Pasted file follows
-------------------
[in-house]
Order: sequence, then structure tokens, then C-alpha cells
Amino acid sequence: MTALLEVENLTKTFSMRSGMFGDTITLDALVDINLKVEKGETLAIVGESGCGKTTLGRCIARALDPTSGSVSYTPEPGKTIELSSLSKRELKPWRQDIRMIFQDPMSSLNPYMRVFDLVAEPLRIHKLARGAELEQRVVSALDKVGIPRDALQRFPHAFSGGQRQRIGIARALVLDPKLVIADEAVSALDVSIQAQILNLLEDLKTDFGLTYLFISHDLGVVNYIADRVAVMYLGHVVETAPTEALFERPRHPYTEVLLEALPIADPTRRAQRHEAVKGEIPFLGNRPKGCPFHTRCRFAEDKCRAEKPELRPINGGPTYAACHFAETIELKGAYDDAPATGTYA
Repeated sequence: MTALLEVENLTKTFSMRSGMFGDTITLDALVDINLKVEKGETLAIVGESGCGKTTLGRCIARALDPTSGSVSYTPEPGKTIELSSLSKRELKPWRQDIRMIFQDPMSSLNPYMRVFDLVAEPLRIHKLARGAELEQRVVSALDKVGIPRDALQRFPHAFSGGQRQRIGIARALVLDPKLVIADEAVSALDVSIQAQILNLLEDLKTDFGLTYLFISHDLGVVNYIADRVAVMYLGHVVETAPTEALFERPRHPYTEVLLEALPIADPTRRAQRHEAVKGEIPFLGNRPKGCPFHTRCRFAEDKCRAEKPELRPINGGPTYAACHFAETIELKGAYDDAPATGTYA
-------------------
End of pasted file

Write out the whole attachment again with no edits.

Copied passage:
[in-house]
Order: sequence, then structure tokens, then C-alpha cells
Amino acid sequence: MTALLEVENLTKTFSMRSGMFGDTITLDALVDINLKVEKGETLAIVGESGCGKTTLGRCIARALDPTSGSVSYTPEPGKTIELSSLSKRELKPWRQDIRMIFQDPMSSLNPYMRVFDLVAEPLRIHKLARGAELEQRVVSALDKVGIPRDALQRFPHAFSGGQRQRIGIARALVLDPKLVIADEAVSALDVSIQAQILNLLEDLKTDFGLTYLFISHDLGVVNYIADRVAVMYLGHVVETAPTEALFERPRHPYTEVLLEALPIADPTRRAQRHEAVKGEIPFLGNRPKGCPFHTRCRFAEDKCRAEKPELRPINGGPTYAACHFAETIELKGAYDDAPATGTYA
Repeated sequence: MTALLEVENLTKTFSMRSGMFGDTITLDALVDINLKVEKGETLAIVGESGCGKTTLGRCIARALDPTSGSVSYTPEPGKTIELSSLSKRELKPWRQDIRMIFQDPMSSLNPYMRVFDLVAEPLRIHKLARGAELEQRVVSALDKVGIPRDALQRFPHAFSGGQRQRIGIARALVLDPKLVIADEAVSALDVSIQAQILNLLEDLKTDFGLTYLFISHDLGVVNYIADRVAVMYLGHVVETAPTEALFERPRHPYTEVLLEALPIADPTRRAQRHEAVKGEIPFLGNRPKGCPFHTRCRFAEDKCRAEKPELRPINGGPTYAACHFAETIELKGAYDDAPATGTYA